Like most sentient Americans, NBC is a huge Michael J. Fox fan, and the network demonstrated as much last summer when it outmaneuvered its broadcast competition by way of a risky and unprecedented leap of faith. If the actor would agree to bring his new comedy series to NBC, the network suits would rubber-stamp a binding order of 22 episodes, sight unseen.
In trumping its rivals, NBC not only boasts the best odds for a breakout hit in the 2013-14 season, but it also brings back one of the single most beloved TV stars of the last 30 years. (Seriously, in terms of universal appeal, the man is up there with Tom “Drunk Uncle Ned” Hanks and Bugs Bunny.)
Last week, Adweek caught up with the star of The Michael J. Fox Show, a warm but spiky single-camera comedy that cribs liberally from the 51-year-old’s own life. Fox stars as a celebrated local TV newsman in New York (at WNBC/Channel 4, naturally) who decides to return to work five years after being sidelined by a diagnosis of Parkinson’s disease. As was the case with his turns in Curb Your Enthusiasm and Rescue Me, the actor’s illness is written into the narrative, the physical manifestations fodder for genuinely funny jokes.
If nothing else, the new show is a declaration of sorts from a man who has been in the public eye since the 1980s. Michael J. Fox doesn’t need or want your pity—he’s simply looking to create and embody a character who elicits the same response he always has. So don’t be afraid to laugh.
It’s been 30-plus years since Family Ties premiered on NBC, and suddenly you’ve been called back into service as the face of the network’s revamped Thursday night lineup. What can you tell us about the new show?
In a way, the show is a throwback. It’s a traditional family comedy … I mean, it’s not aimed at ’tweens or anything, but it’s the kind of show you can sit down and watch with your kids and there’s no [Alex P. Keaton-esque groan of disapproval]. There are family themes and family dynamics, which is something that I’m familiar and comfortable with, in both my personal life and the sort of things I’ve done on network television.
And a lot of the subject matter is going to reflect your own life.
The stories we’re going to tell in the show are roughly based on stories that I’ve told in my books. I met with [executive producers] Sam [Laybourne] and Will [Gluck] and we started talking about raising kids and being in New York. And as we started talking about this common experience we had, the whole idea started crystallizing to the point where we felt we could get our heads around it.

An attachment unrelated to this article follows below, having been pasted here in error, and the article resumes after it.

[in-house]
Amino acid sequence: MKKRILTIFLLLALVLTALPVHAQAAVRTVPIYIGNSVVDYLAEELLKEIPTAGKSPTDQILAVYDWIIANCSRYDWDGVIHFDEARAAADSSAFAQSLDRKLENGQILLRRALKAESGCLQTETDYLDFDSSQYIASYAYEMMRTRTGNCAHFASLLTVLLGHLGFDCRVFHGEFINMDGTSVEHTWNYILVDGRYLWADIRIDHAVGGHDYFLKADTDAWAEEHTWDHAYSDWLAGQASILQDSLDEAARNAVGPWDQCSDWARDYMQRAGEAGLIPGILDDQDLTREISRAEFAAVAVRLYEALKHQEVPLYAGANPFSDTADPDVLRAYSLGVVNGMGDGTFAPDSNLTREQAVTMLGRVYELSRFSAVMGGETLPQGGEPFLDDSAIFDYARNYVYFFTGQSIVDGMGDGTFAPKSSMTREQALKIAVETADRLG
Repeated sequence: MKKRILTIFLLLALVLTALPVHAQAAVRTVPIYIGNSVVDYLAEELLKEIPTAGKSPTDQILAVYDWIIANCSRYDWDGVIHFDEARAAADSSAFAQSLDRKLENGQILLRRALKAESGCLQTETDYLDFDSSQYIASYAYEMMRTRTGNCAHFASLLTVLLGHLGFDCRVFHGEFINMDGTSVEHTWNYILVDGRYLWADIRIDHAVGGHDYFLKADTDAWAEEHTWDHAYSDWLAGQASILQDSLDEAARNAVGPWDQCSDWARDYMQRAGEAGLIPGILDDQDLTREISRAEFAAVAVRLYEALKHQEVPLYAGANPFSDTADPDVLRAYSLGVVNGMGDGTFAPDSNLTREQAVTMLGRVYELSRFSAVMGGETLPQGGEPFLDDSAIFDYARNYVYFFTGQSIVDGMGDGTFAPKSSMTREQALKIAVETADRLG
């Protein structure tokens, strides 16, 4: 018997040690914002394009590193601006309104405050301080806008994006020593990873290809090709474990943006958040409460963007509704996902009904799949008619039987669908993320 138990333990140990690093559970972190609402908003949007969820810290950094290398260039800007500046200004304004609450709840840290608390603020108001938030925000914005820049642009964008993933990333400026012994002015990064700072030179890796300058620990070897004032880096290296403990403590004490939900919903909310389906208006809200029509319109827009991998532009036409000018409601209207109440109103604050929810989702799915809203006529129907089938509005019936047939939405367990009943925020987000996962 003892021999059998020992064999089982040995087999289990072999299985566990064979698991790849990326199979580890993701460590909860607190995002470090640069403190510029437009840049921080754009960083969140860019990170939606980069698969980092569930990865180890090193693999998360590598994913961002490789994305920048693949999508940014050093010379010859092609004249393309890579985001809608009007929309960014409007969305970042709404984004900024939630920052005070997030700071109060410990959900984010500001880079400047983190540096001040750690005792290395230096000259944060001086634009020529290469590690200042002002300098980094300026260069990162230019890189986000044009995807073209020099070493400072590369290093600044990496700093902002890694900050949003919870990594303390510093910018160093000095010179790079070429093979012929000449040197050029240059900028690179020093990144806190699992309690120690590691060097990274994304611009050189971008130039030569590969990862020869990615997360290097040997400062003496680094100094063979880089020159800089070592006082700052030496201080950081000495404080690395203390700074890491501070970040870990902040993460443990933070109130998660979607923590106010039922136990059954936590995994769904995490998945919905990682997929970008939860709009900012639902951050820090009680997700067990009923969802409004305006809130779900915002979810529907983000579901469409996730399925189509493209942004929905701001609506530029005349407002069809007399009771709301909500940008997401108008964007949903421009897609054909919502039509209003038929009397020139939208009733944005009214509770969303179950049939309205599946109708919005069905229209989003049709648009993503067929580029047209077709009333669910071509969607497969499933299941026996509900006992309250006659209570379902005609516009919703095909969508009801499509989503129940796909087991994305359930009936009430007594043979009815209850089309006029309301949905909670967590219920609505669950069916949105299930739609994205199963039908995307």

We cast children that are roughly the same age of my own kids, so a lot of the experiences and interactions are the same. Although they’re not so much alike that my real kids are going to think that every time one of the kids on the show does something goofy it’s a reflection on them.
Your character decides to return to a full-time job in television after some time on the sidelines. What made you both want to jump back into the fray?
I play a newsman named Mike Henry, and he’s like me in the sense that he gets recognized when he’s out and around. When I walk around New York, my wife calls me the mayor. People come up and say hi, and honestly there’s a comfort and a joy in that. Because you’re part of people’s experiences, and New Yorkers aren’t shy about sharing that with you.
So my character left the news business a few years earlier when he was first diagnosed because he really didn’t know what to expect. He devotes all his energies to family, and because they weren’t used to having him around 24/7, he drove them crazy. When the opportunity to go back to his old job presents itself, they’re like, “Don’t let the door hit you in the ass on the way out.”
Whereas for me, I’d been playing [recurring] roles on Rescue Me and The Good Wife and I know that this is something I can do right now. And so, here we are.
And in those roles [the unctuous and manipulative attorney Louis Canning on The Good Wife and the rage-fueled, pill-popping nightmare that was Rescue Me’s Dwight], you’ve played some real pieces of work. Is Mike Henry also one of your less cuddly creations?
It’s a family show, but it’s not Ozzie and Harriet.It’s got a sharp sensibility to it … but at the same time, we’re not Louis CK either. I love him and cherish his show, but we’re clearly not trying to do anything like that.